As hostilities ceased in late 1918, Hamilton's leaders began to consider how to best honour the men of Hamilton who had given their lives in the Great War. The Hamilton Board of Education was the first group to finalize such a pain. They determined that a new school, containing a permanent record of those men, would be the ideal memorial.
Construction began on October 21, 1918 and was completed on February 15, 1919. His Royal Highness, Edward, Prince of Wales, declared Memorial School officially opened on October 18, 1919.
The true memorial aspect of the school was designed and unveiled in 1925. Decorated panels, naming each Canadian battle, surround the auditorium. Four of the entrances were named after famous Canadian soldiers. Sixteen bronze tablets, each bearing 132 names of those men from Hamilton who made the ultimate sacrifice, were placed around the auditorium. Across the top of the stage proscenium it reads "That our youth may ever remember the valiant men of Hamilton who died in the Great War, this school is a memorial."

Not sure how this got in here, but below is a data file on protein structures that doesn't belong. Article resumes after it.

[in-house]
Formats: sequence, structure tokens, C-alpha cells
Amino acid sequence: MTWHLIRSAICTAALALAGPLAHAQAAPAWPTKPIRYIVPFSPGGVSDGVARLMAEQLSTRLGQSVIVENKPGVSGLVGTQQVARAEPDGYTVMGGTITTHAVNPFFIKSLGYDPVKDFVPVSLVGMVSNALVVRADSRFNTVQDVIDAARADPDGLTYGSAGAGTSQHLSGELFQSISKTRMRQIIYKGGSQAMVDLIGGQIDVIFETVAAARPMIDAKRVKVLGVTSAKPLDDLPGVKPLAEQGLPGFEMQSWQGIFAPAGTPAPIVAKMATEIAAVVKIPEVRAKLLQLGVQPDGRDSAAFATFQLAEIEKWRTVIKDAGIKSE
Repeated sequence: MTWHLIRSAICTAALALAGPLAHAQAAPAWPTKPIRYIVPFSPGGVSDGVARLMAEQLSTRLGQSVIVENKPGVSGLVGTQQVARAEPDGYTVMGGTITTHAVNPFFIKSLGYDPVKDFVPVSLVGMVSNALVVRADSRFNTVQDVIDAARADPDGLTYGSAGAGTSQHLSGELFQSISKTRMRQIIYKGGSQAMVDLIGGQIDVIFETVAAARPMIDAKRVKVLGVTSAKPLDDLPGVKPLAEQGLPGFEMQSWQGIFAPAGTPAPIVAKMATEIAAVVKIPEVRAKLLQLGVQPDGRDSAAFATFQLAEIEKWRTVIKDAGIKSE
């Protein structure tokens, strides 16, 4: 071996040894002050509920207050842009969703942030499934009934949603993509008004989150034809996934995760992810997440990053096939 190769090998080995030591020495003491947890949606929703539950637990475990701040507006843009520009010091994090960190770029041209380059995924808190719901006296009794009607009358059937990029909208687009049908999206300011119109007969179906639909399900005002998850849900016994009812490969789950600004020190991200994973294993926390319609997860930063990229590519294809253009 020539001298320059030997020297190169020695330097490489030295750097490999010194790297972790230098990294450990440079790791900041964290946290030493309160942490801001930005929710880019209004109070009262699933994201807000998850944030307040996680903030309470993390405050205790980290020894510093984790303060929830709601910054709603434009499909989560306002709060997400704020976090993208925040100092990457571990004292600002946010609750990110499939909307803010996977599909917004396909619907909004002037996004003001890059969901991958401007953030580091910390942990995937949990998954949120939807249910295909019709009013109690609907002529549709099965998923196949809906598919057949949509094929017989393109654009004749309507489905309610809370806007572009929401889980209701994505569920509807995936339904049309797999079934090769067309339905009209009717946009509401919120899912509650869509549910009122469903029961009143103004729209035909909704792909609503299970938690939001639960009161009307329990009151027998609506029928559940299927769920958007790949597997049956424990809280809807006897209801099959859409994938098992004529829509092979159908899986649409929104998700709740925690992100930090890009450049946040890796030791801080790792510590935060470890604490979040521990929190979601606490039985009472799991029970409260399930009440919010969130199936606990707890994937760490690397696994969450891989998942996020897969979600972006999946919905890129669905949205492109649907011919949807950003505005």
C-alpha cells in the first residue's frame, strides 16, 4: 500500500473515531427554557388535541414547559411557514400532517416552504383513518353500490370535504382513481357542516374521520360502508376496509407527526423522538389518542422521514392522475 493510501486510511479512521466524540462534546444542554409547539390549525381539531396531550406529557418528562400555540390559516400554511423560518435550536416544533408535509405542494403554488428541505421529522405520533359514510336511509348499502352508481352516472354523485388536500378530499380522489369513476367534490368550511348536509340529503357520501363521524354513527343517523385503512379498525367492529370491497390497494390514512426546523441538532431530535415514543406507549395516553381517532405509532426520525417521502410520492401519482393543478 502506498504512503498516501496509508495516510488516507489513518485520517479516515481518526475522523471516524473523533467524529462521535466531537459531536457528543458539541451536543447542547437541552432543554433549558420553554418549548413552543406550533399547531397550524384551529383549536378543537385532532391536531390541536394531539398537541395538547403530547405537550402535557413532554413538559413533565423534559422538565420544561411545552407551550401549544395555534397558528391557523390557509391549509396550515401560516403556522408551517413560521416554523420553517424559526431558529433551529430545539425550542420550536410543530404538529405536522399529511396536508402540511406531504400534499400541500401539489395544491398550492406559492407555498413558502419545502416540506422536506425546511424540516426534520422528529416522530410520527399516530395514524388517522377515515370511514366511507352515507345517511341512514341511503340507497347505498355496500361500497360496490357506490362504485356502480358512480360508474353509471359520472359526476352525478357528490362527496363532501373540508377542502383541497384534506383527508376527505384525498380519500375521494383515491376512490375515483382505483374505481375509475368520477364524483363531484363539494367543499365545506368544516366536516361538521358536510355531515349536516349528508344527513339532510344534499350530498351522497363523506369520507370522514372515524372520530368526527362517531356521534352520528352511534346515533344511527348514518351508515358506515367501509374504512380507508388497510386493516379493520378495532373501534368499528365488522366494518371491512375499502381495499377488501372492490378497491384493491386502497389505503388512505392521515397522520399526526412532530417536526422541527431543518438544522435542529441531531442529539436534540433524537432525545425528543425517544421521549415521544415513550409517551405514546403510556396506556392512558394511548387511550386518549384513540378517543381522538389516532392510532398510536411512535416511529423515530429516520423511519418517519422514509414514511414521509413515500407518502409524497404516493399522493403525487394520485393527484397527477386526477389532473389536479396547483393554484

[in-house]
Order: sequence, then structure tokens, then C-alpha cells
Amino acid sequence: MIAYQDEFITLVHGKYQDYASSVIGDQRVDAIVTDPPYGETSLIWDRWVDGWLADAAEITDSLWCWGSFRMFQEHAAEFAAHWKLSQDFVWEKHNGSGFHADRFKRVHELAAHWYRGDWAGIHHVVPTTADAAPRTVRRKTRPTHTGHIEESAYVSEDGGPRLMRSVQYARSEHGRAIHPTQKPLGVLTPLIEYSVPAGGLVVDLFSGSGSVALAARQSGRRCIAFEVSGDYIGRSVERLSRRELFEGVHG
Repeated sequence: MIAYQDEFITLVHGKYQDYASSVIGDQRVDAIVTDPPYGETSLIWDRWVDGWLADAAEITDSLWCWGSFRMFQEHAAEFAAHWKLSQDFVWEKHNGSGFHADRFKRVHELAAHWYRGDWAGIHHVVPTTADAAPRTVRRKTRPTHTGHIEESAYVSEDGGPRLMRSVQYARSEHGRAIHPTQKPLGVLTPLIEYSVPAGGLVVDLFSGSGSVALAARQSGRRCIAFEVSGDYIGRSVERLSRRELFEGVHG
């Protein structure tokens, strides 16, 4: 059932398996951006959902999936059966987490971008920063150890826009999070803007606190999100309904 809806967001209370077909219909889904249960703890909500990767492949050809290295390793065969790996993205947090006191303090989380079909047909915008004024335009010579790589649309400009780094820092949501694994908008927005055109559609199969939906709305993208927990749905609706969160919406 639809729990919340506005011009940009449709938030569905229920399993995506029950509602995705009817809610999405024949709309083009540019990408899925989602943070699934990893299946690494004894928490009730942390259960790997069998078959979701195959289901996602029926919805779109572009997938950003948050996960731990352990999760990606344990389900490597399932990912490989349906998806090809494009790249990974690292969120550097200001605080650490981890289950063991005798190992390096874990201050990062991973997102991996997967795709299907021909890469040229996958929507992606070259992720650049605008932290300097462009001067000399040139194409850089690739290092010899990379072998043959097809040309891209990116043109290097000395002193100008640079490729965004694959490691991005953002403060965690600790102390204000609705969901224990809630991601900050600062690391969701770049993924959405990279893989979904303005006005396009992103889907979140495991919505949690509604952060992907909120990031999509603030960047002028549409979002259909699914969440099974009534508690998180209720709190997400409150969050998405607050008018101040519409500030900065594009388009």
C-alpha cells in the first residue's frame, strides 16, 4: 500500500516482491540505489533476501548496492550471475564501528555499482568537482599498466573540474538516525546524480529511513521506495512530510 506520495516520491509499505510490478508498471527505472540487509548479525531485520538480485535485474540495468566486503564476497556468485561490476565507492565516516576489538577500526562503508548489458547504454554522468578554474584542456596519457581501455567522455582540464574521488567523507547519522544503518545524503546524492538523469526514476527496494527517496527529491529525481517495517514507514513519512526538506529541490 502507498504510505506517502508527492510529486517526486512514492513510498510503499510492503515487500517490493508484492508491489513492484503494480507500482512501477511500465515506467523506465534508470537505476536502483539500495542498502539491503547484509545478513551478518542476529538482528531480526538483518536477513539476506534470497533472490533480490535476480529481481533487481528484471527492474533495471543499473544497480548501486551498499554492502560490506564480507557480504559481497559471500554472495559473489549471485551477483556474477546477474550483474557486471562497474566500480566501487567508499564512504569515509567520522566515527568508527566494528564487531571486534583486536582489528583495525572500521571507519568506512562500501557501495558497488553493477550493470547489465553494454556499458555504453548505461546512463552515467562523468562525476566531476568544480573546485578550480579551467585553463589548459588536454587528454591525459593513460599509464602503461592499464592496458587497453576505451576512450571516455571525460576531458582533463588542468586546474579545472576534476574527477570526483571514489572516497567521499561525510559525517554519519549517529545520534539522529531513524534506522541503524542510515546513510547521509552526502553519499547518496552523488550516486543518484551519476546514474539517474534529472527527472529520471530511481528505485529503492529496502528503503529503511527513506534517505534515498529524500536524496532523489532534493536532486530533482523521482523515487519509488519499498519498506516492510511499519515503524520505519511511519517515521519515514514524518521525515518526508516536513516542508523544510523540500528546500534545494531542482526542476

On the evening of November 18, 1925 the Memorial Hall in Memorial School was officially dedicated by Venerable Archdeacon Robert John Renison. The guest of honour, General Sir Arthur Currie, spoke of the appropriateness of having a school as a memorial of the War. Hamilton's first Memorial to the Great War stands as "a torch that will burn up ignorance" and is a testament to the sacrifices that Hamilton made during World War I (1914-1919).
Hamilton Historical Board 2007
City of Hamilton